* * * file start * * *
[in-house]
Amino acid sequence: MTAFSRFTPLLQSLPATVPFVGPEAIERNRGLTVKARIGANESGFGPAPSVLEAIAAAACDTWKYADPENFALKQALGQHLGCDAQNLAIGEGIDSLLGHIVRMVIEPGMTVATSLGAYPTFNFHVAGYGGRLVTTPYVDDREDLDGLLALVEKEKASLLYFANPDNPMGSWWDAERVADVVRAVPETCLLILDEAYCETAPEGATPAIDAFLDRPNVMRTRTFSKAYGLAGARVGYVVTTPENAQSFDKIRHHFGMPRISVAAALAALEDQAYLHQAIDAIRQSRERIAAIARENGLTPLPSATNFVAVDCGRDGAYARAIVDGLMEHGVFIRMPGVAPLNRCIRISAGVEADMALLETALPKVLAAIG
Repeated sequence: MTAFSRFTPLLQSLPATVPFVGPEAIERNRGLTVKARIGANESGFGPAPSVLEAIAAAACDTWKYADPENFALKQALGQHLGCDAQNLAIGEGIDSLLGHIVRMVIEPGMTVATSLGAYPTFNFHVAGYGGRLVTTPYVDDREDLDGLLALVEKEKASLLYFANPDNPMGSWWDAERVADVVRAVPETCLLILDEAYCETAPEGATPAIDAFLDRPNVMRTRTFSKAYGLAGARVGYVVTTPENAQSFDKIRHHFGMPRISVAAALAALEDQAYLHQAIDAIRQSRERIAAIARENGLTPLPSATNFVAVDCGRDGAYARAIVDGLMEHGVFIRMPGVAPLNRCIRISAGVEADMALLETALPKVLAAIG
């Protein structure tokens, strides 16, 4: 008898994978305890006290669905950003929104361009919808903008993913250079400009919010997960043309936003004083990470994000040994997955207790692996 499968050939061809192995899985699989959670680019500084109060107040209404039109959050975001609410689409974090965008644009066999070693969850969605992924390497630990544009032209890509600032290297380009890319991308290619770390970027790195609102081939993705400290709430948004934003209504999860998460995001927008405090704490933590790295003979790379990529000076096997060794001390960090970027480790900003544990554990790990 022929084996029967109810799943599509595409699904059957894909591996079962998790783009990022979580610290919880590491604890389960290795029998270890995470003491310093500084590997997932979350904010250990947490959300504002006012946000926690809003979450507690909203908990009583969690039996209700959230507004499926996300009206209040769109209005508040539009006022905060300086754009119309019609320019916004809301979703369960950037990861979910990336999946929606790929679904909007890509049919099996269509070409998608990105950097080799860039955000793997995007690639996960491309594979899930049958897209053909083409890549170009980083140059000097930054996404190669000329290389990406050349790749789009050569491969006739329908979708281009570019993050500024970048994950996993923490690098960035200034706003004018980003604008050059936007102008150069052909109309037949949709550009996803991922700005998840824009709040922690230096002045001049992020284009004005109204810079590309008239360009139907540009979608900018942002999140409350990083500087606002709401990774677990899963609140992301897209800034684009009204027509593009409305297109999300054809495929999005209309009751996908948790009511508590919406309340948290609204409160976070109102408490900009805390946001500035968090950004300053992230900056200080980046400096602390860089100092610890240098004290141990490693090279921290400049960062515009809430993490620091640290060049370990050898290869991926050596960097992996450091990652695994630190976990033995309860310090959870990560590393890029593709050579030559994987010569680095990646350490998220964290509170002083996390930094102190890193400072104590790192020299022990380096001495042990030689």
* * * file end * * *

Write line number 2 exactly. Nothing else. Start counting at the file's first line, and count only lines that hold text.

Amino acid sequence: MTAFSRFTPLLQSLPATVPFVGPEAIERNRGLTVKARIGANESGFGPAPSVLEAIAAAACDTWKYADPENFALKQALGQHLGCDAQNLAIGEGIDSLLGHIVRMVIEPGMTVATSLGAYPTFNFHVAGYGGRLVTTPYVDDREDLDGLLALVEKEKASLLYFANPDNPMGSWWDAERVADVVRAVPETCLLILDEAYCETAPEGATPAIDAFLDRPNVMRTRTFSKAYGLAGARVGYVVTTPENAQSFDKIRHHFGMPRISVAAALAALEDQAYLHQAIDAIRQSRERIAAIARENGLTPLPSATNFVAVDCGRDGAYARAIVDGLMEHGVFIRMPGVAPLNRCIRISAGVEADMALLETALPKVLAAIG